This study examined a mountainous area with two hydrochemically distinct CO2-rich springs to understand the origin, flow, and leakage of CO2, which may provide implications for precise monitoring of CO2 leakage in geological carbon storage (GCS) sites. The carbon isotopic compositions of dissolved inorganic carbon (DIC) in CO2-rich water (δ13CDIC) and those of soil CO2 (δ13CCO2) indicated a deep-seated CO2 supply to the near-surface environment in the study area. The hydrochemical difference (e.g. pH, total dissolved solids) for the two CO2-rich springs separated by 7 m, despite similar δ13CDIC and partial pressure of CO2, was considered as the result of different evolution of shallow groundwater affected by deep-seated CO2 preferentially rising along fracture zones. Electrical resistivity tomography also suggested flow through fracture zones beneath the CO2-rich springs, showing low resistivity compared to other surveyed zones. However, soil CO2 efflux was low compared to that in other natural CO2 emission sites, and in particular it was noticeably low near the CO2-rich springs, whereas δ13CCO2 was high close the CO2-rich springs. The dissolution of CO2 in the near-surface water body seemed to decrease the deep-seated CO2 leakage through the soil layer, while δ13CCO2 imprinted the source. End-member mixing analysis was performed to assess the contribution of deep-seated CO2 to the low soil CO2 efflux by assuming that atmospheric CO2 and soil CO2 (by respiration) as well as deep-seated CO2 contribute to the soil CO2 efflux. For each end-member, characteristic δ13CCO2 and CO2 concentrations were defined, and then their apportionment to soil CO2 efflux was estimated. The resultant proportion of deep-seated CO2 was up to 8.8%. Unlike the spatial distribution of high soil CO2 efflux, high proportions exceeding 3% were found around the CO2-rich springs along the east-west valley. The study results indicate that soil CO2 efflux measurement should be combined with carbon isotopic analysis in GCS sites for CO2 leakage detection because CO2 dissolution in the underground water body may blur leakage detection on the surface. The implication of this study is the need to quantitatively assess the contribution of deep-seated CO2 using the soil CO2 concentration, soil CO2 efflux, and δ13CCO2 at each measurement site.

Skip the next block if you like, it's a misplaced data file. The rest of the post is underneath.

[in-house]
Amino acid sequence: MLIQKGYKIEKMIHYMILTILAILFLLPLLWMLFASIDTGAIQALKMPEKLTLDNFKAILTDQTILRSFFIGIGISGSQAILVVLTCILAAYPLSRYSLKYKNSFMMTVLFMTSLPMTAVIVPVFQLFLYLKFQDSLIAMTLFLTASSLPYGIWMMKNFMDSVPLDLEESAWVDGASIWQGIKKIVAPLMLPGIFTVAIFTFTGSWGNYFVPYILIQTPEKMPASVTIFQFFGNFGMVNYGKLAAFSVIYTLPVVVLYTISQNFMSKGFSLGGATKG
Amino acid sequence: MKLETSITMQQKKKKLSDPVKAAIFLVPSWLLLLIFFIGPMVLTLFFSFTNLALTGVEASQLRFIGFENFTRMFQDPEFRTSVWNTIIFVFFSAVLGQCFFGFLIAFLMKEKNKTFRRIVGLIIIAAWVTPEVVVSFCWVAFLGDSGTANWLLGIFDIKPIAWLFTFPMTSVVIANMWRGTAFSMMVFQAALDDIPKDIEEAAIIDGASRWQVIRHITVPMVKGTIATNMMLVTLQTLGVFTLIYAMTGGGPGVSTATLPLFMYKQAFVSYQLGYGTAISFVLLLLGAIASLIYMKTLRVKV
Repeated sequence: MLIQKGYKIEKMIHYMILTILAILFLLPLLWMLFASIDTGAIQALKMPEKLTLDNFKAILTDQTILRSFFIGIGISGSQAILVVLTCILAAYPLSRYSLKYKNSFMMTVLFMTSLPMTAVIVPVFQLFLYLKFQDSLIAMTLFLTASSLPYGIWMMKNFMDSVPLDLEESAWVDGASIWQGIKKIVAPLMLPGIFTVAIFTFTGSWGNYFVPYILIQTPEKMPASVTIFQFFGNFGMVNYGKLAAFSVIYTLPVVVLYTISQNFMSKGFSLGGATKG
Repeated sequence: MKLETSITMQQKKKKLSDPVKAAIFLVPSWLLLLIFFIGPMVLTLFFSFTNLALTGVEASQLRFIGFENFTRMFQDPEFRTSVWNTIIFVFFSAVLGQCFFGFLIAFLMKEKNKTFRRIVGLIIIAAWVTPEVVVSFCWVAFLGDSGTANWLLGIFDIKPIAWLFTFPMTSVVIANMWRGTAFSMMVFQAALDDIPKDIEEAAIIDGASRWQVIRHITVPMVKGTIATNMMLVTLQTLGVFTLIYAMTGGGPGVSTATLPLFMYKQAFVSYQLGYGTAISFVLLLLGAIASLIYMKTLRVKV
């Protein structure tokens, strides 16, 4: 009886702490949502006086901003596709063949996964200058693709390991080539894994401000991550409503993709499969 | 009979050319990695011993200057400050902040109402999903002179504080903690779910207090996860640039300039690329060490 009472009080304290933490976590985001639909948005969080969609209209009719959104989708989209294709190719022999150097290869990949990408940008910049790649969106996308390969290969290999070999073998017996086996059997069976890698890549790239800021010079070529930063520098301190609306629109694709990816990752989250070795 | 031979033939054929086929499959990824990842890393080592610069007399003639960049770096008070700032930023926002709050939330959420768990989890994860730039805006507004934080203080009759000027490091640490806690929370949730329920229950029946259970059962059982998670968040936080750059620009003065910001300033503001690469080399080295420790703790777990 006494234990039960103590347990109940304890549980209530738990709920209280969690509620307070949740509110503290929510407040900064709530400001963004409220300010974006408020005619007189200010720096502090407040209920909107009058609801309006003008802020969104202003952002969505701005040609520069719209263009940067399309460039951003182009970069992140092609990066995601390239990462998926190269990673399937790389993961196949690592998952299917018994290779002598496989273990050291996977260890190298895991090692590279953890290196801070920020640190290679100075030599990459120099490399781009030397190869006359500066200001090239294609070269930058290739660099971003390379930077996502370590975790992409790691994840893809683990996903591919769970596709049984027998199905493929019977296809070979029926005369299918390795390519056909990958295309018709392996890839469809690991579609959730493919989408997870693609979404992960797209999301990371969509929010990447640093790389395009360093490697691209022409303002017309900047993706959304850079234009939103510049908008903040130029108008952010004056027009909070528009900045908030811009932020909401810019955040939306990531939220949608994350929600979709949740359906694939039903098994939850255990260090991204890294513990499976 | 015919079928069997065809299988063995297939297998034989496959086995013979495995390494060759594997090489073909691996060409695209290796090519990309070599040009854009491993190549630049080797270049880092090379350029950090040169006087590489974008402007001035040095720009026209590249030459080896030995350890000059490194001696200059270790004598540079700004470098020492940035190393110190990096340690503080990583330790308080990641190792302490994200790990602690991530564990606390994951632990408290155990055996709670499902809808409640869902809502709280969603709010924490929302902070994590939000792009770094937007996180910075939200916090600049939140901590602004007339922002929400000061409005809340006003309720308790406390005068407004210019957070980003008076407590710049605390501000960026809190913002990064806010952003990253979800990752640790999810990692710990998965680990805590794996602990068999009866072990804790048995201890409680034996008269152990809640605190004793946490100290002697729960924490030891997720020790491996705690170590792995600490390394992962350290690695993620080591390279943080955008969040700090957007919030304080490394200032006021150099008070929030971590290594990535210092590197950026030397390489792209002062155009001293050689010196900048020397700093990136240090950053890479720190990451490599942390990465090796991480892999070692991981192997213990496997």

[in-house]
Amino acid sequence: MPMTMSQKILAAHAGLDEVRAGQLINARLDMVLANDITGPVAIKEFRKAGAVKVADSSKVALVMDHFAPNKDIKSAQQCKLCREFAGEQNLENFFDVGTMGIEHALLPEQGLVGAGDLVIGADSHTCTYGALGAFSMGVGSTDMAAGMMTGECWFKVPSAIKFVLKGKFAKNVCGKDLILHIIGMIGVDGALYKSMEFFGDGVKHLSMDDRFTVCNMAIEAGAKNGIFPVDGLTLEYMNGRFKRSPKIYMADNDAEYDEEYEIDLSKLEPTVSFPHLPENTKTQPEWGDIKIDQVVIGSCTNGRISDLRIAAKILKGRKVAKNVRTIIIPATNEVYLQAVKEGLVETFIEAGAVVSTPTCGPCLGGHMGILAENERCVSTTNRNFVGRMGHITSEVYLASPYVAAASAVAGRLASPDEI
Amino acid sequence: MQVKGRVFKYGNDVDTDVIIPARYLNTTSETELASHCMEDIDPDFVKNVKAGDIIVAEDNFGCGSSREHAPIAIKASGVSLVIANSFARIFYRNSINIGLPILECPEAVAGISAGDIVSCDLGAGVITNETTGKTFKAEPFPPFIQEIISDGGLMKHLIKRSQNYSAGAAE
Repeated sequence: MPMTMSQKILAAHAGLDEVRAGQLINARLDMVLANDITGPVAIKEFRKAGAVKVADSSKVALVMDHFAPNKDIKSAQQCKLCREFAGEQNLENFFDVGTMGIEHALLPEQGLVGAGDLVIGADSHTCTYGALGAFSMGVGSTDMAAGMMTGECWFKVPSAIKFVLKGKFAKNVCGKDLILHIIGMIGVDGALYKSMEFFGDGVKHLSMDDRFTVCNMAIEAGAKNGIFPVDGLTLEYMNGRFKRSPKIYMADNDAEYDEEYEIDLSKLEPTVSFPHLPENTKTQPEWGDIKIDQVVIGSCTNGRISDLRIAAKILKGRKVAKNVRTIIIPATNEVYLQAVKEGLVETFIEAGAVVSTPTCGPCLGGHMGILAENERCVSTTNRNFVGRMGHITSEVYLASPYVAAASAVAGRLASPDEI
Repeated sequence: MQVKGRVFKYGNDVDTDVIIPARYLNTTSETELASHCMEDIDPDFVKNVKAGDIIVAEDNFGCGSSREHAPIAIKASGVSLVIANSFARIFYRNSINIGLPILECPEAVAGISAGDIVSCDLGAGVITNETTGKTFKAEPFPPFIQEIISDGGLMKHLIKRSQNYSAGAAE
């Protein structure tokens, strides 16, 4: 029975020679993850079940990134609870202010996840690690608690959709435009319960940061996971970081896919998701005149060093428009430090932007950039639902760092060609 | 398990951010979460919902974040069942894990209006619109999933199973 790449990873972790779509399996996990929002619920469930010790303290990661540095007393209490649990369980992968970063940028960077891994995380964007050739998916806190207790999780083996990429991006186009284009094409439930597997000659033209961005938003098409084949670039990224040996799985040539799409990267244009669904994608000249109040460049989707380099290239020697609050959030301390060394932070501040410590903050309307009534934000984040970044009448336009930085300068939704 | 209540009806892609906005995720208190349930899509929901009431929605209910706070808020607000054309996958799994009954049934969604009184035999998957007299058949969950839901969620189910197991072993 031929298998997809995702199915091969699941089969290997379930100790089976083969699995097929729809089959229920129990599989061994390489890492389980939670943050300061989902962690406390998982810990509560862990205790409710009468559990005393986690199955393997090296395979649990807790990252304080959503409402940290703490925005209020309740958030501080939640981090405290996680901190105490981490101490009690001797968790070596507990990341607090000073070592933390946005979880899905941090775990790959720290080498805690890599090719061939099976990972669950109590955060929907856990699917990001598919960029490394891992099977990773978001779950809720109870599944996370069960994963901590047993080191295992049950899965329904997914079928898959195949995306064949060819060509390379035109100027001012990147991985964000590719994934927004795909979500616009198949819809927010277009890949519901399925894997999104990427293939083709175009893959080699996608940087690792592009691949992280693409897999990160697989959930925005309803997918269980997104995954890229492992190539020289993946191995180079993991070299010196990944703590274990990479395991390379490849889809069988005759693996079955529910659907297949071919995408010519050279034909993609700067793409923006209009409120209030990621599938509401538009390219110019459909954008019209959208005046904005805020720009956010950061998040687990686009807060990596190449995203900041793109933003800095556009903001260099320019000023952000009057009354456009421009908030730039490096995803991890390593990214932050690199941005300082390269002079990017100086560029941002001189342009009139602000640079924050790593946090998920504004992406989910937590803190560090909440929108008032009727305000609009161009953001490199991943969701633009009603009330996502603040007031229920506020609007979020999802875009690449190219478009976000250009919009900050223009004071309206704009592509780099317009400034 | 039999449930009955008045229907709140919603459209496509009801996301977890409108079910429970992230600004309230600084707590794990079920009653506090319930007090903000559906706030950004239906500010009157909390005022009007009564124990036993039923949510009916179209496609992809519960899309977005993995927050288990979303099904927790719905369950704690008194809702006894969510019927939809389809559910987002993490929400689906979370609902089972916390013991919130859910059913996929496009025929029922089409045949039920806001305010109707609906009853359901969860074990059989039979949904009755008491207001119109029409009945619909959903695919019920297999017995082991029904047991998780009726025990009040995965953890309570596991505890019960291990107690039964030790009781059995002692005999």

Keywords: CO(2)-rich springs; Carbon isotope; Deep-seated CO(2); End-member mixing analysis (EMMA); Soil CO(2) efflux.
Copyright © 2020 Elsevier Ltd. All rights reserved.